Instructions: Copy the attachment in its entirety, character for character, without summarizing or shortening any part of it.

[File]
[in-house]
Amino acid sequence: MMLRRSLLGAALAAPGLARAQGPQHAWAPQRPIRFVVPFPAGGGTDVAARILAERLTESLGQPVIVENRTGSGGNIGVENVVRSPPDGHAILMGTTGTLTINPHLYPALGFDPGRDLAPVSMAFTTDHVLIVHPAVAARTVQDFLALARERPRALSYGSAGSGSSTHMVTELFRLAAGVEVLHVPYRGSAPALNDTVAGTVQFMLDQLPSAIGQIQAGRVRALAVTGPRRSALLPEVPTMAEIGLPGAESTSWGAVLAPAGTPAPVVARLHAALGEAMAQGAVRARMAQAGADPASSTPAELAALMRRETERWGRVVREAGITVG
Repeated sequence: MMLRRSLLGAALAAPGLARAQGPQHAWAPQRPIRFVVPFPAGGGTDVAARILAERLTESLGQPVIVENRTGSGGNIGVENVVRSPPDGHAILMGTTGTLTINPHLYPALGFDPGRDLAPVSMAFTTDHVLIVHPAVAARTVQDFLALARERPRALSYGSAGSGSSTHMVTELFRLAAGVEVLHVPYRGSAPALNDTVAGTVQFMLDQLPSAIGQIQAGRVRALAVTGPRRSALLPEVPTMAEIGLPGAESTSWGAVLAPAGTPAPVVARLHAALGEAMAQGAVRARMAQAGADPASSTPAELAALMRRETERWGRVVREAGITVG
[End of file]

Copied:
[in-house]
Amino acid sequence: MMLRRSLLGAALAAPGLARAQGPQHAWAPQRPIRFVVPFPAGGGTDVAARILAERLTESLGQPVIVENRTGSGGNIGVENVVRSPPDGHAILMGTTGTLTINPHLYPALGFDPGRDLAPVSMAFTTDHVLIVHPAVAARTVQDFLALARERPRALSYGSAGSGSSTHMVTELFRLAAGVEVLHVPYRGSAPALNDTVAGTVQFMLDQLPSAIGQIQAGRVRALAVTGPRRSALLPEVPTMAEIGLPGAESTSWGAVLAPAGTPAPVVARLHAALGEAMAQGAVRARMAQAGADPASSTPAELAALMRRETERWGRVVREAGITVG
Repeated sequence: MMLRRSLLGAALAAPGLARAQGPQHAWAPQRPIRFVVPFPAGGGTDVAARILAERLTESLGQPVIVENRTGSGGNIGVENVVRSPPDGHAILMGTTGTLTINPHLYPALGFDPGRDLAPVSMAFTTDHVLIVHPAVAARTVQDFLALARERPRALSYGSAGSGSSTHMVTELFRLAAGVEVLHVPYRGSAPALNDTVAGTVQFMLDQLPSAIGQIQAGRVRALAVTGPRRSALLPEVPTMAEIGLPGAESTSWGAVLAPAGTPAPVVARLHAALGEAMAQGAVRARMAQAGADPASSTPAELAALMRRETERWGRVVREAGITVG